I have a bachelor’s degree in Zoology and a master’s degree in Environmental Education. I worked for many years as a field biologist. Though I’ve always had an interest in writing, I had no formal training unless you count my high school English classes (which actually were pretty good). So how the heck did I end up writing romance?
In the midst of all the academia, I was a secret romance reader. It had to be secret, of course, since everyone knows romances are trash, right?
After many years I actually tried writing one, and I quickly realized that there is no finer method of teaching oneself the craft of fiction than to write a romance. You learn all about points of view and tension and backstory dumps and dialogue and conflict and story arc and happy endings.
It took me seventeen years – seventeen long years – to get my first book published because…well, I’m a slow learner. Too much academia stuffed into my head, I guess.
Now that you have those 17 years of experience under your belt, what advice would you give to new writers just starting out?
Write, of course. You should write and write and write, every day if possible. Like any craft, you’ll need practice. Do you think concert pianists just – play? No. They practice endless hours before they get up on stage.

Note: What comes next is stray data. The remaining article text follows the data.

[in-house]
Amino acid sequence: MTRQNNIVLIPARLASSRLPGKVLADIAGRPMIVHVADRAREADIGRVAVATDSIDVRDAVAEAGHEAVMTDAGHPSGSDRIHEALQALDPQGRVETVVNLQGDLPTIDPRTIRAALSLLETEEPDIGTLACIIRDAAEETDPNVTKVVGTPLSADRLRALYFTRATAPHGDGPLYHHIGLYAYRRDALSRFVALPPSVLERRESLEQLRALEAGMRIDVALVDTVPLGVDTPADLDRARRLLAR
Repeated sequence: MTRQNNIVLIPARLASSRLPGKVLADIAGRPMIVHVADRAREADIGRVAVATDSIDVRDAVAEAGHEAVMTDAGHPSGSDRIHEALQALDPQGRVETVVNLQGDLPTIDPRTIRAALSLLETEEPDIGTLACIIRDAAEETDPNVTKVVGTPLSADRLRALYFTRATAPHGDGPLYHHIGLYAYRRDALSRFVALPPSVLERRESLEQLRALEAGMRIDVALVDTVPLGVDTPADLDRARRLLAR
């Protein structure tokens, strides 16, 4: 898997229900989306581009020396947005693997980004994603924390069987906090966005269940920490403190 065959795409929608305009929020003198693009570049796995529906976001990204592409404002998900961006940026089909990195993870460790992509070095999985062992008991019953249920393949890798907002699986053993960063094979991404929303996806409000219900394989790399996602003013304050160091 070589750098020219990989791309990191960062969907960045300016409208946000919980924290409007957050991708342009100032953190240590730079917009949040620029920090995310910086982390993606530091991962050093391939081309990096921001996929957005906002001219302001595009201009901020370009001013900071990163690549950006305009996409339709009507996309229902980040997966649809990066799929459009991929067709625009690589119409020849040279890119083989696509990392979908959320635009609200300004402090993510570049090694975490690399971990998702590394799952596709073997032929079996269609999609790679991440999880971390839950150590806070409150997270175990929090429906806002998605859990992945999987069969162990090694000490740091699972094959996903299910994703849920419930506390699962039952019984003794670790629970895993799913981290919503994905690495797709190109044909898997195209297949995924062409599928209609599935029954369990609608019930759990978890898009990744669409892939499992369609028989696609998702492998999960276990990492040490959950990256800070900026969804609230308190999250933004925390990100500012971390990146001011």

But almost as important, submit what you write. Send it out. Learn to write queries and synopses. Don’t worry about getting rejections – listen, after seventeen freaking years I have every possible rejection under the sun. So what? What’s a rejection? A piece of paper. File yours away with pride because it means you’ve just accomplished something.
Then learn from your rejections. If an editor says that the external conflict is not strong enough to sustain the story through the entire book (as one of my last rejects said), then pay attention. Learn what it would take to increase the external conflict in either that book or a future book.
Then write some more.
What do you find most difficult about writing? What do you find most exciting or rewarding?
The most difficult thing about writing is actually writing, of course. That goes without saying. Trust me, having written is a lot more fun than actually writing.
Surprisingly, at least for me, I’ve never been discouraged by rejections. It’s just part of the game, so I can’t really say that’s the most difficult thing about writing. The most exciting or rewarding thing about writing is to take a flash of an idea and outline it so that you can see the shape of a book emerging. Recently, for example, a random line on a radio show caught my ear, something about Pygmalion. I thought, “What kind of story can I make from re-creating the Pygmalion concept?” My husband and I hashed out a rough plot, and I’ve filed it away for a future book. What fun!
How do you balance writing with the rest of your life?
That’s funny – balance – ha ha!